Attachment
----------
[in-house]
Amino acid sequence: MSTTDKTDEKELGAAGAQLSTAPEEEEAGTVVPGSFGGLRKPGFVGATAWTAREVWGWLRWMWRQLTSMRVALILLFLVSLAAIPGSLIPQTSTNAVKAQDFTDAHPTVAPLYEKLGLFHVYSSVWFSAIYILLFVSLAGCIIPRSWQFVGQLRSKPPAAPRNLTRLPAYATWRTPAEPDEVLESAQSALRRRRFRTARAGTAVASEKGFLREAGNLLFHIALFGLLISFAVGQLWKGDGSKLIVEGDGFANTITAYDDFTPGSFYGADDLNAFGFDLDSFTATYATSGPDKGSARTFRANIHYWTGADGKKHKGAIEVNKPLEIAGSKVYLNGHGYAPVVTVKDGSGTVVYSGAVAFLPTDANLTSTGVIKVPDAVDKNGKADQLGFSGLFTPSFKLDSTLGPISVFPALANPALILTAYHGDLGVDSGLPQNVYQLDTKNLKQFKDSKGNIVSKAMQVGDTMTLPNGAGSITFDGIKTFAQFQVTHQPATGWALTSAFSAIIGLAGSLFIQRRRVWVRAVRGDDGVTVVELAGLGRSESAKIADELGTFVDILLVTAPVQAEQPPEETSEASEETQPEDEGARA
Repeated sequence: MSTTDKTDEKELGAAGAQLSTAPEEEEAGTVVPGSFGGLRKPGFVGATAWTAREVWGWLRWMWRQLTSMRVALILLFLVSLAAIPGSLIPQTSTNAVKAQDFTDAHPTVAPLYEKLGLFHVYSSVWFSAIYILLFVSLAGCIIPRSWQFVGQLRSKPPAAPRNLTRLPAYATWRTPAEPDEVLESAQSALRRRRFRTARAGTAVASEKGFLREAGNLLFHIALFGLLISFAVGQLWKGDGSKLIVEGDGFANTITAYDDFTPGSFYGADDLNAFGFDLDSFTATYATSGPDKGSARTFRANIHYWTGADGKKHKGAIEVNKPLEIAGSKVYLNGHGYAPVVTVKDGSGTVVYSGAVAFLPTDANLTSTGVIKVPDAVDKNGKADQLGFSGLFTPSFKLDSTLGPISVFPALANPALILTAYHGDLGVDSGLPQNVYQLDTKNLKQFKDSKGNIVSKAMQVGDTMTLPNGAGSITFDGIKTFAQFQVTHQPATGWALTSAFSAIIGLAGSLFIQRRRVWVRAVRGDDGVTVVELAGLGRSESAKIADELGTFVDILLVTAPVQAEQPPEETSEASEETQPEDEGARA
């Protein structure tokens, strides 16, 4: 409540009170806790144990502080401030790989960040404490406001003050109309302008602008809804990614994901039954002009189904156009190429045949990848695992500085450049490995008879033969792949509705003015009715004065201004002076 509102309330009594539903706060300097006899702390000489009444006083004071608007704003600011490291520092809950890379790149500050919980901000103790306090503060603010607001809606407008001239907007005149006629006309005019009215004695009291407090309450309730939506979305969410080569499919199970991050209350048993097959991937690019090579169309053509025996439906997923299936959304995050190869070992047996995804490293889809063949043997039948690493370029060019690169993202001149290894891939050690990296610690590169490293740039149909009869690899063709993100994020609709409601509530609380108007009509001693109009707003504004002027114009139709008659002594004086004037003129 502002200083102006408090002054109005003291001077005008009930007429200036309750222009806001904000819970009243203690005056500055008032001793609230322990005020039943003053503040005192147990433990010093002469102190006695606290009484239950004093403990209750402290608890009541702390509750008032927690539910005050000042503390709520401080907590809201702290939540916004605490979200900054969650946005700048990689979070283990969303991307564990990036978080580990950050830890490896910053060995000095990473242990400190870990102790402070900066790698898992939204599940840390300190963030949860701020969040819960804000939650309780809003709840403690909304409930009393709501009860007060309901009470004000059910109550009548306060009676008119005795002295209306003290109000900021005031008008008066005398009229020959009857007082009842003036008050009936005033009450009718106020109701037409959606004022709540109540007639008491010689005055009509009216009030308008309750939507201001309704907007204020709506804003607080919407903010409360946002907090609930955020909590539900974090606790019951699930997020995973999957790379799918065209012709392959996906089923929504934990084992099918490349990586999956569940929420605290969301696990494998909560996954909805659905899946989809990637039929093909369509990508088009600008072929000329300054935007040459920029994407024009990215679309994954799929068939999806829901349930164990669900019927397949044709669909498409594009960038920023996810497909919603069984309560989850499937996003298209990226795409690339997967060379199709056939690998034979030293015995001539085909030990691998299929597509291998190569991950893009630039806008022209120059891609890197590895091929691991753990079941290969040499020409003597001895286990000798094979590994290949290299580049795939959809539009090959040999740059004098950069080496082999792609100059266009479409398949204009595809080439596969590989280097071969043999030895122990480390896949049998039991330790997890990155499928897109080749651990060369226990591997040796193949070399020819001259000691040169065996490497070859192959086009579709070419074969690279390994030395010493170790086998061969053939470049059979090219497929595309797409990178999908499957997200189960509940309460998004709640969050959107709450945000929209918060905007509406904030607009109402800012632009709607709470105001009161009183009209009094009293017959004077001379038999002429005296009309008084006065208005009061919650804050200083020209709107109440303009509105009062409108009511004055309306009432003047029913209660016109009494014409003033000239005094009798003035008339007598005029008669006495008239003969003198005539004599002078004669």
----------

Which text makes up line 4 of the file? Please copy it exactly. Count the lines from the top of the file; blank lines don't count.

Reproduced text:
């Protein structure tokens, strides 16, 4: 409540009170806790144990502080401030790989960040404490406001003050109309302008602008809804990614994901039954002009189904156009190429045949990848695992500085450049490995008879033969792949509705003015009715004065201004002076 509102309330009594539903706060300097006899702390000489009444006083004071608007704003600011490291520092809950890379790149500050919980901000103790306090503060603010607001809606407008001239907007005149006629006309005019009215004695009291407090309450309730939506979305969410080569499919199970991050209350048993097959991937690019090579169309053509025996439906997923299936959304995050190869070992047996995804490293889809063949043997039948690493370029060019690169993202001149290894891939050690990296610690590169490293740039149909009869690899063709993100994020609709409601509530609380108007009509001693109009707003504004002027114009139709008659002594004086004037003129 502002200083102006408090002054109005003291001077005008009930007429200036309750222009806001904000819970009243203690005056500055008032001793609230322990005020039943003053503040005192147990433990010093002469102190006695606290009484239950004093403990209750402290608890009541702390509750008032927690539910005050000042503390709520401080907590809201702290939540916004605490979200900054969650946005700048990689979070283990969303991307564990990036978080580990950050830890490896910053060995000095990473242990400190870990102790402070900066790698898992939204599940840390300190963030949860701020969040819960804000939650309780809003709840403690909304409930009393709501009860007060309901009470004000059910109550009548306060009676008119005795002295209306003290109000900021005031008008008066005398009229020959009857007082009842003036008050009936005033009450009718106020109701037409959606004022709540109540007639008491010689005055009509009216009030308008309750939507201001309704907007204020709506804003607080919407903010409360946002907090609930955020909590539900974090606790019951699930997020995973999957790379799918065209012709392959996906089923929504934990084992099918490349990586999956569940929420605290969301696990494998909560996954909805659905899946989809990637039929093909369509990508088009600008072929000329300054935007040459920029994407024009990215679309994954799929068939999806829901349930164990669900019927397949044709669909498409594009960038920023996810497909919603069984309560989850499937996003298209990226795409690339997967060379199709056939690998034979030293015995001539085909030990691998299929597509291998190569991950893009630039806008022209120059891609890197590895091929691991753990079941290969040499020409003597001895286990000798094979590994290949290299580049795939959809539009090959040999740059004098950069080496082999792609100059266009479409398949204009595809080439596969590989280097071969043999030895122990480390896949049998039991330790997890990155499928897109080749651990060369226990591997040796193949070399020819001259000691040169065996490497070859192959086009579709070419074969690279390994030395010493170790086998061969053939470049059979090219497929595309797409990178999908499957997200189960509940309460998004709640969050959107709450945000929209918060905007509406904030607009109402800012632009709607709470105001009161009183009209009094009293017959004077001379038999002429005296009309008084006065208005009061919650804050200083020209709107109440303009509105009062409108009511004055309306009432003047029913209660016109009494014409003033000239005094009798003035008339007598005029008669006495008239003969003198005539004599002078004669």